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The Berlusconi Attack and its Potential to Breed Conspiracy Theory

There’s always a lot of chaos and confusion surrounding a physical assault made on a political figure, but yesterday’s attack on Italian Prime Minister Silvio Berlusconi has the potential to shake open an especially big can of worms.

The internet is awash with photos of Berlusconi’s stunned and bloodied visage after 42-year old Massimo Tartaglia hurled a miniature statue at the PM’s head and punched him while he was signing autographs at a rally, breaking his nose and two of his teeth. A day later, as Berlusconi heals in the hospital, the layers of potential aftermath are growing thick.

Here’s a breakdown of some of the innumerable angles that news reports have provided us with over the last 24 hours, some of which are vaguely hinting at the potential political wheelings and dealings that could occur, but none stating them explicitly:

Some reports are mumbling that Berlusconi was warned about the risk of attack before the rally by his security team, and he immediately told reporters that he, “almost saw this coming.” This wouldn’t seem all that strange, except for the fact that the Italian press has scrutinized the security at the event for being inadequate. The PM, who’s usually surrounded by a convoy of S.U.V.s and guards armed with automatic weapons, was permitted to re-exit his car immediately after the attack and stand outside of it for a few seconds, unexposed, as this video shows.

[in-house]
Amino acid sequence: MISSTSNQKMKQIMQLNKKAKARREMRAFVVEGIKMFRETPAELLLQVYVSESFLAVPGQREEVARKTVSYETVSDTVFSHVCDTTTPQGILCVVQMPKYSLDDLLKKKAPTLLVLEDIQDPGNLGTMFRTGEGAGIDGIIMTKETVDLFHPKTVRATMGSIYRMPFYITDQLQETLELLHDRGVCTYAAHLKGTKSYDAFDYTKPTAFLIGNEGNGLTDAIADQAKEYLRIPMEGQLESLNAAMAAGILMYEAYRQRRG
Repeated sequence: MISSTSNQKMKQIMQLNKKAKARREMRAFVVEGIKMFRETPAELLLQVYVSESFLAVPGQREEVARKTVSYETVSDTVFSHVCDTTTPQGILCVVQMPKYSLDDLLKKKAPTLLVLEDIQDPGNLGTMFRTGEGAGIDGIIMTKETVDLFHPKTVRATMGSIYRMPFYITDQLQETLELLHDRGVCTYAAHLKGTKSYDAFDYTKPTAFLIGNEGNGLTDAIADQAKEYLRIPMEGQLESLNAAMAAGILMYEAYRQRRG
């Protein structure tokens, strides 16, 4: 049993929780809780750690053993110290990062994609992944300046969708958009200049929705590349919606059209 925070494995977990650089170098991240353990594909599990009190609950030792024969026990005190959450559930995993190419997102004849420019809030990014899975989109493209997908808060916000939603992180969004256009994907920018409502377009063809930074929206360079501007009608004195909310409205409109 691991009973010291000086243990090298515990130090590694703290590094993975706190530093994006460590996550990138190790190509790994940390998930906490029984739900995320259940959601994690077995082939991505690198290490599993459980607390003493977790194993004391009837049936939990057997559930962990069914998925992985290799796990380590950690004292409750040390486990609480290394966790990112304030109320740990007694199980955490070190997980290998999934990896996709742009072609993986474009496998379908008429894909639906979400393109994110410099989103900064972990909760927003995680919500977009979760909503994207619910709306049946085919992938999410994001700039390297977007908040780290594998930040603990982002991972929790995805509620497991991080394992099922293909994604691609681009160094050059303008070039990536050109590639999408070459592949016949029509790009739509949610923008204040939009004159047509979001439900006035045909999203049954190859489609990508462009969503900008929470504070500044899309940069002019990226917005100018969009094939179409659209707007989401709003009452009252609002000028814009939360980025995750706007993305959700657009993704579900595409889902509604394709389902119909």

There’s also the fact that while the assailant has a history of psychological treatment, Tartaglia has no criminal record and has yet to offer a motive for the assault besides that he doesn’t really like Berlusconi’s politics.

Before yesterday, Berlusconi’s biggest problem was his entanglement in longstanding charges of corruption — his political allies have launched an attempt to pass legislation that would automatically end the corruption trials and clear his name. Bloomberg reported that yesterday’s assault and the subsequent “outpouring of sympathy” could help push the legislation forward and end the trials.

And then there’s the fear rhetoric coming from a number of Italian politicians and journalists. Some are referencing the “Years of Lead,” a period in the late 1970’s during which the Red Brigades murdered Premier Aldo Moro and neo-fascists killed 85 people in a train bombing. One leftist paper wrote that yesterday’s events could “signal a tragic era, similar to the one we have already witnessed in the darkest days of our lives.”

Whatever emerges as the bottom line, Berlusconi’s at least got a few weeks during which his inbox will be dominated by “Get Well” cards instead of hate mail.

Tens of thousands gathered in Rome on Saturday to protest Prime Minister Berlusconi’s alleged corruption while a case against him and his tax lawyer has adjourned.

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